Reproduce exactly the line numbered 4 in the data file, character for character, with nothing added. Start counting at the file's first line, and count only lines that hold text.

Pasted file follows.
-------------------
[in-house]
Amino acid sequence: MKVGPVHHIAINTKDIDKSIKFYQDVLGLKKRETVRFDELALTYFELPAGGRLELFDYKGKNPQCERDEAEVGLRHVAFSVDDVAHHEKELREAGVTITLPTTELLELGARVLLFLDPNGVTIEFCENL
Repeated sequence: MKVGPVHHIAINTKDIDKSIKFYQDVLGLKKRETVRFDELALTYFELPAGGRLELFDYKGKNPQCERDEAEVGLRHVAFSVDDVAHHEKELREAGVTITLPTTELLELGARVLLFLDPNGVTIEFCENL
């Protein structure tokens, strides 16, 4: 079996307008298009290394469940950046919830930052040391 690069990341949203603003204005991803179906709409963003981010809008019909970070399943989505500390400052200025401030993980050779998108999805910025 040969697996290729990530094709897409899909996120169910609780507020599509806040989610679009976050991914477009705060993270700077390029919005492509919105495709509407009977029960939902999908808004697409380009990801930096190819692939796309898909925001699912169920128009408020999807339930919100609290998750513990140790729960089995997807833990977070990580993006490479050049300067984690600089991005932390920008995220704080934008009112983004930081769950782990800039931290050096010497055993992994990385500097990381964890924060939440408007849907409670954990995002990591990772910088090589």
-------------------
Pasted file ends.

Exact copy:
């Protein structure tokens, strides 16, 4: 079996307008298009290394469940950046919830930052040391 690069990341949203603003204005991803179906709409963003981010809008019909970070399943989505500390400052200025401030993980050779998108999805910025 040969697996290729990530094709897409899909996120169910609780507020599509806040989610679009976050991914477009705060993270700077390029919005492509919105495709509407009977029960939902999908808004697409380009990801930096190819692939796309898909925001699912169920128009408020999807339930919100609290998750513990140790729960089995997807833990977070990580993006490479050049300067984690600089991005932390920008995220704080934008009112983004930081769950782990800039931290050096010497055993992994990385500097990381964890924060939440408007849907409670954990995002990591990772910088090589």